When I was young, my mum would to try to help us understand other people’s actions that needed ‘explaining’. She told us,
“In life there are no problem people, just people with problems", or something to that effect. That’s the phrase I remembered and one that I truly loved and held dear to for a very long time.
I loved the empathy it evoked, the awareness it brought. That not everything in the world is how it first seems or that it's truth is only how you have chosen to see it. Whenever I encountered someone being difficult or ‘misbehaving’ I would remember this, and pause, just for a moment, and consider the “Why?”…... Even with hardened criminals, I would find compassion in that phrase. They weren’t raised well, tough childhoods, lack of support, I would find a reason behind every poor behaviour or action. It categorically helped me see the good in everyone and keep perspective.
I remember watching Louis Theroux’s documentary ‘Among the Sex Offenders’. One of the most powerful and upsetting documentaries I think he has ever done. My heart was breaking for these people. Labelled and branded for their horrible crimes, but here Louis was showing us that there was indeed a personal story behind their behaviour. https://www.bbc.co.uk/iplayer/episode/b040qrxw/louis-therouxs-la-stories-3-among-the-sex-offenders
“There is no excuse” some people say, “It’s because of their upbringing”, say others…. The truth is, who really knows? Louis has a wonderful way of showing the facts without getting drawn into the emotions. Or so it seems to us.
I am not Louis. Somewhere deep in my psyche I would think;
“If I can help them maybe they could be ‘fixed’, then they’d not treat people badly any longer, and so we all win”. Don't get me wrong I have never tried to reform sex offenders or hardened criminals, they do need fixing, just not by me. I also do thoroughly believe that there are some completely inhumane creatures that have infiltrated society, who are completely ‘unfixable‘ (another someone who claimed he would “fix it” comes to mind). However, this belief definitely fuelled a need of mine to fix people and it has certainly appeared more than a few times in my life, and in my relationships.
In one module on our coaching training we explored values and beliefs. Learning how to work with clients on their own beliefs, allowing them the space to grasp how they might have served them in the past, and to consider if they are still serving them well now. As the tutor spoke however, I was going deeper and deeper into my own thoughts…. Very, very deep! Pennies were dropping in my head like a ‘coin pusher’, one after the other, popping and bouncing around my brain….
“I have a belief that people are broken and I can fix them, it came from that thing mum told me”
“Oh god do I seek out people who need fixing?”
“Have I tried to fix all my friends?”
“Are my friends, even friends or just people I have tried to fix?” Oh my…..(I said it was deep!)
Waves of self-reflection crashing over me, the more I thought about this ‘belief’ the more I recognised how it featured throughout my whole adult life. It was no longer a simple phrase I liked, more the front page headline to my entire life story.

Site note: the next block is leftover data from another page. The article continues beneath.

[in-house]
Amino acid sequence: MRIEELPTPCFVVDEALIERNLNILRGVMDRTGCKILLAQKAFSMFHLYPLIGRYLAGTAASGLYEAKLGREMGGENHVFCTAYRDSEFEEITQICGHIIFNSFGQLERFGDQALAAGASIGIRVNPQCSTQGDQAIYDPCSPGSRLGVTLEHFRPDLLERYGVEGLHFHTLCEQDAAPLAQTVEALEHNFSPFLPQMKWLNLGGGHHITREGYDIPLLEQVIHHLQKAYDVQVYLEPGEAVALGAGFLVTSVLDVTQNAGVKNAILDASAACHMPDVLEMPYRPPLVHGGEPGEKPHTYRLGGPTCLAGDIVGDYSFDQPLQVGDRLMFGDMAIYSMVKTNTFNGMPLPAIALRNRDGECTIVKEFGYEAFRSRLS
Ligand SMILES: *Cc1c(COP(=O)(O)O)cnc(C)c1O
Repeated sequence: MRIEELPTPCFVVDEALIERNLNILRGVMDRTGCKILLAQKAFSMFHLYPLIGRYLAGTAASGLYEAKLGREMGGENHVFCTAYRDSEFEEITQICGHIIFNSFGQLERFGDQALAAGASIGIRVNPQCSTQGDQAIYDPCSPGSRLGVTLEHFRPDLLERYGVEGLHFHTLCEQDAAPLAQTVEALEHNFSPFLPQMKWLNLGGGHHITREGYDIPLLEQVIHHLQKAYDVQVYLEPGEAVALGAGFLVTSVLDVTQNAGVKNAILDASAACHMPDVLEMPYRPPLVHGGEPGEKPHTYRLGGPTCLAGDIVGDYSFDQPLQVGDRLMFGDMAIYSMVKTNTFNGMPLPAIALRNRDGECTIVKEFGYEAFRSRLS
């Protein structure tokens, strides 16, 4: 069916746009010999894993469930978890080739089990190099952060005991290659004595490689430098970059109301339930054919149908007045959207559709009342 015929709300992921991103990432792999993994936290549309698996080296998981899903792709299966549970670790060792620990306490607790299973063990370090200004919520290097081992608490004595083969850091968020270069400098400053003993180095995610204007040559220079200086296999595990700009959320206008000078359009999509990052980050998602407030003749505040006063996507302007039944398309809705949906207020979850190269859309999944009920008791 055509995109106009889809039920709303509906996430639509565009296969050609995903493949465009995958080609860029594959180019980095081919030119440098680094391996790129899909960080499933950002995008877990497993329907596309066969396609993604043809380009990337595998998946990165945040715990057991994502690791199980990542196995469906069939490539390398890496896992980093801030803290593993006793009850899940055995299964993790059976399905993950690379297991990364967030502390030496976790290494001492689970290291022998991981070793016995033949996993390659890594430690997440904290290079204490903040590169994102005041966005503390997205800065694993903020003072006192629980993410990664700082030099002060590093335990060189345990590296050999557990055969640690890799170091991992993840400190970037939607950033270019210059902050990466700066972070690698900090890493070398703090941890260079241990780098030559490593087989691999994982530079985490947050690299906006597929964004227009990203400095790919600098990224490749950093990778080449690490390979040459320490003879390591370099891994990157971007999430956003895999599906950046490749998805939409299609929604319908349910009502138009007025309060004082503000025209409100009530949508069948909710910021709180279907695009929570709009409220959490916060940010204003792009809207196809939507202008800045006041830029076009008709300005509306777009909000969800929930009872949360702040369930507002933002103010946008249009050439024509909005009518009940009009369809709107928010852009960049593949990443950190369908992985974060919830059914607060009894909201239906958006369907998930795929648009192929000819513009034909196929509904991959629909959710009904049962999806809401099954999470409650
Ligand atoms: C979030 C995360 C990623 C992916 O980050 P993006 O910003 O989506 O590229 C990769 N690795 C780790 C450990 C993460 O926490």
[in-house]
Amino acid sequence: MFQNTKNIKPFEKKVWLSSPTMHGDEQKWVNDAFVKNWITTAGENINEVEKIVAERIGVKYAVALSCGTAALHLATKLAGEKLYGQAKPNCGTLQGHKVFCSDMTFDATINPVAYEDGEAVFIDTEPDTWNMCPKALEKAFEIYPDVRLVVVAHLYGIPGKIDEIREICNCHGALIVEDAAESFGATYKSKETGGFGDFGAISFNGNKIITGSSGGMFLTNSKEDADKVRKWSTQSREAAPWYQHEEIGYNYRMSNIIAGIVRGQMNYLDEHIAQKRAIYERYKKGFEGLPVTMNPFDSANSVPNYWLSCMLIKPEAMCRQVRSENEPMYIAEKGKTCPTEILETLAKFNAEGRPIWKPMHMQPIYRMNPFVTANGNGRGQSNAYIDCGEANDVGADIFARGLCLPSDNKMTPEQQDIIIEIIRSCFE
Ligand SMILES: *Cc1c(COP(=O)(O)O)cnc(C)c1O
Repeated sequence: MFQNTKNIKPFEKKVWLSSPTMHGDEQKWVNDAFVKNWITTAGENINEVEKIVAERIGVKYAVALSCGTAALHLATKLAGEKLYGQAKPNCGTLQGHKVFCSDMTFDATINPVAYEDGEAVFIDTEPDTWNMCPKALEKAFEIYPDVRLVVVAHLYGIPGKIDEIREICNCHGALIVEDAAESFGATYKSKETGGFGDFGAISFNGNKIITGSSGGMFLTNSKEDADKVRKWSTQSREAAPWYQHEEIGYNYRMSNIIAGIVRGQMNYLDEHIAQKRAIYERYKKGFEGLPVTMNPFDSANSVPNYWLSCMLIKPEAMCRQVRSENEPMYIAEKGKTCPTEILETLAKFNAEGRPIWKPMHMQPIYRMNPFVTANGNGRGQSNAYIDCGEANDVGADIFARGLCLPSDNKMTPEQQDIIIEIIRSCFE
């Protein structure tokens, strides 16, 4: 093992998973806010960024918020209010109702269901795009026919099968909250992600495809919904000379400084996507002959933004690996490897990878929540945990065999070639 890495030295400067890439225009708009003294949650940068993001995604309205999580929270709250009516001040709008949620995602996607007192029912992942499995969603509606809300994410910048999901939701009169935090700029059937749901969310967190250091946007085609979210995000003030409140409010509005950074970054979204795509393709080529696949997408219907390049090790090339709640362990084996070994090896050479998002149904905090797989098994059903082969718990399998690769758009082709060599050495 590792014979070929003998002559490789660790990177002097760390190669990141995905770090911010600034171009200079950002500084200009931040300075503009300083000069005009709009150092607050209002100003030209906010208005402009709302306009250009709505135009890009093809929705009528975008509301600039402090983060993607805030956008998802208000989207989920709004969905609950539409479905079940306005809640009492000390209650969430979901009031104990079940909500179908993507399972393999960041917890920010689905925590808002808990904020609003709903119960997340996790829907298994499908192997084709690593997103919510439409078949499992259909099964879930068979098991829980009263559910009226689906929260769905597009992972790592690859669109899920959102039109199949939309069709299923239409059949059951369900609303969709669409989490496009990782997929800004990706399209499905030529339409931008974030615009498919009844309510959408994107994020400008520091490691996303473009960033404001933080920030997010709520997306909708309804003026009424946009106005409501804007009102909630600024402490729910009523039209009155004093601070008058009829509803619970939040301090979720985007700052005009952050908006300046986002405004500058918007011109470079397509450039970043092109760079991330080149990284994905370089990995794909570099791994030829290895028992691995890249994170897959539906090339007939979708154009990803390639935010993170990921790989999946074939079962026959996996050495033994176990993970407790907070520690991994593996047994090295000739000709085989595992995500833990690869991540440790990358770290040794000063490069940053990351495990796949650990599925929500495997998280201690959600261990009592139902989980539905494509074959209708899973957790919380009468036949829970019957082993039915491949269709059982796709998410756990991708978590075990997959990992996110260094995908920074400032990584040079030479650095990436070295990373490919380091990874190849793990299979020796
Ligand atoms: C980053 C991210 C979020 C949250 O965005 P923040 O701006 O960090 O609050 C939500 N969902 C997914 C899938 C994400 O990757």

Then came the bombshell…..
“Do I continuously try to fix people to serve and feed my own ego?”
Crikey I’m an arsehole!
I’d now opened Pandora’s box, and whilst I was pleased with this awakening, it was also very, very uncomfortable. I felt the need to reassess every relationship I had ever had. Every interaction with people in my life. The thought that all this time, when I believed I was ‘helping’ people and doing ‘good’, I may have actually been ‘saving’ them for my own egotistical gratification, to be the saviour (!!), wow -that was tough!
Could I really be this shallow? Am I nothing at all like the person I thought I was? Can I even be just a friend to someone?
I needed to take a break, pause and do nothing, certainly not anything rash. The thoughts were exhausting and upsetting and very, very draining.
Thankfully, after I had slept on it a few restless nights, I began to have a fresh assortment of musings trickle into my head. This time, unlike the lightning bolts of severe discomfort from the first day, these were much gentler, kinder and felt more like a cool breeze, calmly moving on those darker clouds.
“No. I have not tried to rescue every friend I have”
“I do have real friends, and we have equal relationships”
“People do not need me to fix them, they are happy just to talk”
‘People are not broken, and deep down I know that….”
Some of you may relate to some of this, and if fixing is your thing, you’ll know how exhausting it can be always trying to save the day. Well, the good, no simply fabulous news is, we don’t have to! People don’t need or want it. People don’t expect you to fix them, you assume they do - give yourself a break….. and also note that by attempting to fix people you are making them feel broken…. Ouch!!!
Ahhh, the ease…..I cannot promise you that I’m completely over that box being ripped open, I was certainly unprepared for the emotion of the experience. But I have learnt so much from it. Almost immediately I would notice myself on the oh-so-familiar starting block of attempting to ‘fix’ someone. But now, I find myself just creating a pause, taking a breath and reminding myself of my latest lesson in becoming a ‘real’ coach.
“They are just telling you their story. You are not Bob the Builder, they are not asking you to fix it, just listen”
Miraculously, overnight life has become easier and a lighter. Interactions with people are gentler and sunnier, and my friendships are doing just fine. The beauty of becoming a ‘real‘ coach doesn’t just lie in learning how to coach well, but in reflecting on yourself and your own beliefs and to check in if they are still serving you as well as they once did.
Found this and thought it rather apt.